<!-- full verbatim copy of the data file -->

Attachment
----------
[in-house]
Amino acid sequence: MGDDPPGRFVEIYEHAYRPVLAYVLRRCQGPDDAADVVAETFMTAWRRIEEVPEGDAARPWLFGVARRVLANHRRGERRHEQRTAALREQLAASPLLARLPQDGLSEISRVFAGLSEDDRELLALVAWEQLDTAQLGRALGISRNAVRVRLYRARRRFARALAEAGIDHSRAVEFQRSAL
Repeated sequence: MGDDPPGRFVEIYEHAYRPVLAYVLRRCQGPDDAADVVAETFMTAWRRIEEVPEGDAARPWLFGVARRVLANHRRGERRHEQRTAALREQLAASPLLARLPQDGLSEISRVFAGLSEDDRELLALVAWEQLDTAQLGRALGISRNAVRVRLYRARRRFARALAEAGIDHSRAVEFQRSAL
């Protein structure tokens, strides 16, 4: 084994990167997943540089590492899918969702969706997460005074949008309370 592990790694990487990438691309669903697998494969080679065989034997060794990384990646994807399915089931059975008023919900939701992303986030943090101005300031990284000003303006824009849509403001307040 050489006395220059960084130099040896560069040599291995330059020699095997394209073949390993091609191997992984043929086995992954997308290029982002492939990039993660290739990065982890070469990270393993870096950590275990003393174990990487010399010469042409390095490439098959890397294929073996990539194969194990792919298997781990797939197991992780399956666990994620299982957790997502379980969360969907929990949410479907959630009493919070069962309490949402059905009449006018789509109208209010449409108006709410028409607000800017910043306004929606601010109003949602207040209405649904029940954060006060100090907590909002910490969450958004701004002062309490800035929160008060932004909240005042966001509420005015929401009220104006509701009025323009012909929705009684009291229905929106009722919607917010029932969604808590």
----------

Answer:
[in-house]
Amino acid sequence: MGDDPPGRFVEIYEHAYRPVLAYVLRRCQGPDDAADVVAETFMTAWRRIEEVPEGDAARPWLFGVARRVLANHRRGERRHEQRTAALREQLAASPLLARLPQDGLSEISRVFAGLSEDDRELLALVAWEQLDTAQLGRALGISRNAVRVRLYRARRRFARALAEAGIDHSRAVEFQRSAL
Repeated sequence: MGDDPPGRFVEIYEHAYRPVLAYVLRRCQGPDDAADVVAETFMTAWRRIEEVPEGDAARPWLFGVARRVLANHRRGERRHEQRTAALREQLAASPLLARLPQDGLSEISRVFAGLSEDDRELLALVAWEQLDTAQLGRALGISRNAVRVRLYRARRRFARALAEAGIDHSRAVEFQRSAL
């Protein structure tokens, strides 16, 4: 084994990167997943540089590492899918969702969706997460005074949008309370 592990790694990487990438691309669903697998494969080679065989034997060794990384990646994807399915089931059975008023919900939701992303986030943090101005300031990284000003303006824009849509403001307040 050489006395220059960084130099040896560069040599291995330059020699095997394209073949390993091609191997992984043929086995992954997308290029982002492939990039993660290739990065982890070469990270393993870096950590275990003393174990990487010399010469042409390095490439098959890397294929073996990539194969194990792919298997781990797939197991992780399956666990994620299982957790997502379980969360969907929990949410479907959630009493919070069962309490949402059905009449006018789509109208209010449409108006709410028409607000800017910043306004929606601010109003949602207040209405649904029940954060006060100090907590909002910490969450958004701004002062309490800035929160008060932004909240005042966001509420005015929401009220104006509701009025323009012909929705009684009291229905929106009722919607917010029932969604808590």